by Brian Hioe
Photo credit: Internet Meme
FOR THE PAST few days, a battle has been waging in Taiwanese legislature, with the KMT calling for four rounds of voting on over 1,000 proposals regarding the budgets of state-owned enterprises and then sometimes not arriving for voting sessions themselves. The result has been a battle within legislature between the pan-Blue and pan-Green camps, with a marathon legislative session that has dragged on for over 82 hours and may take over 200 hours to clear legislature. But for a KMT which has dug in its heels regarding the issue of party assets, can taking the legislature hostage be anything except disastrous for its public image?
Namely, the KMT would seem to be acting in a vindictive manner to obstruct the DPP-controlled legislature after the clearing of a bill targeting its party assets. The KMT dubbed this the “darkest night of Taiwanese democracy” and accused the DPP of targeting it for political persecution—never mind that such assets were an unsettled legacy of the authoritarian period and of the former KMT party-state. And despite claiming its present actions are motivated by only the best for the public, in hoping to save taxpayers’ money through the utmost care in budgeting measures, the KMT would seem to have no real reason for acting the way it currently is—except coming off much like a child throwing a tantrum.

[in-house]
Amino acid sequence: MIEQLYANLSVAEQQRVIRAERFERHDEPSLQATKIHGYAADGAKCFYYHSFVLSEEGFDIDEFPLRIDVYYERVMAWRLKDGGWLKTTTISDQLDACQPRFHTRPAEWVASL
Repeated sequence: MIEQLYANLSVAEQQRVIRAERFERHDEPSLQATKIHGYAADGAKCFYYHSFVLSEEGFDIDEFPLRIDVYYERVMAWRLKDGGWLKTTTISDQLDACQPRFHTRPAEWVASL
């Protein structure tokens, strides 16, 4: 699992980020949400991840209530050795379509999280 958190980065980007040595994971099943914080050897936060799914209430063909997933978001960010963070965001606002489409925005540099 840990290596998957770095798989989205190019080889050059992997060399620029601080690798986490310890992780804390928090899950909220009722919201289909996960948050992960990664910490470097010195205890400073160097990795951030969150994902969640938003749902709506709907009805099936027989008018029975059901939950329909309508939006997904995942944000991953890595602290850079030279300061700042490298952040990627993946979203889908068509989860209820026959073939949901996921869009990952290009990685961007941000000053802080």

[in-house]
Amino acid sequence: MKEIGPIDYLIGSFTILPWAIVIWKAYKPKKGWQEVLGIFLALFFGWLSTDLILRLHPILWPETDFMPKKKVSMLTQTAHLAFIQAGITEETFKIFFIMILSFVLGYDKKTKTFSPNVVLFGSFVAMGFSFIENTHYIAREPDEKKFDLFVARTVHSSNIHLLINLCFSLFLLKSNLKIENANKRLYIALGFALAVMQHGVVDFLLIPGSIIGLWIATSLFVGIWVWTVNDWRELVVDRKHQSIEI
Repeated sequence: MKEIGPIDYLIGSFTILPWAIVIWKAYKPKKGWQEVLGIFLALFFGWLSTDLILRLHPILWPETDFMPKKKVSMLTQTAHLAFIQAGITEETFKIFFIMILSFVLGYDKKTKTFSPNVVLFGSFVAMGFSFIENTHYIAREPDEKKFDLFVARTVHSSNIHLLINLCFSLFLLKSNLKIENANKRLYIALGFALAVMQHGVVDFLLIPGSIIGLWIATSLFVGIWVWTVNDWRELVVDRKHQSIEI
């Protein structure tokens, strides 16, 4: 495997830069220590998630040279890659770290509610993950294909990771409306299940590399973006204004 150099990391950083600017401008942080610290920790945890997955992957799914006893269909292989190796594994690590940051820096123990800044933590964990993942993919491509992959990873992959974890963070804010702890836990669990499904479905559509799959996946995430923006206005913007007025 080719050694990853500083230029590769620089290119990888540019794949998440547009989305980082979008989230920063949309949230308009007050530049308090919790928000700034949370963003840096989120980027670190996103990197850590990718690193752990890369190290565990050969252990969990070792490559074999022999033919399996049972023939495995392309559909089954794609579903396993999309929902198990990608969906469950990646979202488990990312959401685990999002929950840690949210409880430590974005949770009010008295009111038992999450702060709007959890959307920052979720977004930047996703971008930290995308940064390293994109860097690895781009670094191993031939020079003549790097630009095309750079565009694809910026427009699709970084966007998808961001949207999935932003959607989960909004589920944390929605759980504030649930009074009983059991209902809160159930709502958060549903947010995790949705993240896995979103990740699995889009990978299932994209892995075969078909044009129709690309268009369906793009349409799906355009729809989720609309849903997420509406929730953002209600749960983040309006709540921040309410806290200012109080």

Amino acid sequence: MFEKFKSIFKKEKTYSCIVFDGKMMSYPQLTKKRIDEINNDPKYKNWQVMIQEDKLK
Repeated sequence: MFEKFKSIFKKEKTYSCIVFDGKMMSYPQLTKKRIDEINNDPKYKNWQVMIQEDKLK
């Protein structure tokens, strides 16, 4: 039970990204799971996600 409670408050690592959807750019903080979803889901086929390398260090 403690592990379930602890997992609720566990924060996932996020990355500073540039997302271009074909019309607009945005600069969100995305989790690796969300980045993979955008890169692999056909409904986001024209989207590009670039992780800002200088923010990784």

KMT legislators demonstrating against the passage of the party assets bill. Photo credit: China Times
This will only backfire for the KMT. Having already driven out or purged many of the reformist elements within it which could have allowed the party to potentially clean up its image, the party would have seen to have embarked on partisan war against the DPP. In doing so, the KMT is only providing its opponents with more ammunition against it.
Here Tsai Ing-Wen’s attempts to present an image of seeking bipartisan governance, rather than coming across as a pan-Green firebrand, would seem to be paying off. Despite that this does not detract from increasing conservatism on the part of the Tsai administration, early in her term Tsai, in fact, seemed to backbending to act in overly conciliatory manner towards the KMT, rather than pressing on the KMT’s weak points when this could have otherwise benefited her—and in a manner which was actually somewhat alienating of her own support base.
But seeing as the KMT’s response has been to refuse to negotiate the DPP and to try and take the budget hostage, causing legislature to ground to a halt, now it is the KMT which comes off as vindictive and failing to rise above its partisan political interests. It would seem to be a preferred tactic of Tsai to remain strategically silent and give her enemies enough rope to hang themselves when they overreact, a tactic she has employed in the past not only against the KMT, but also against China.
KMT legislator Lin Te-Fu. Photo credit: SET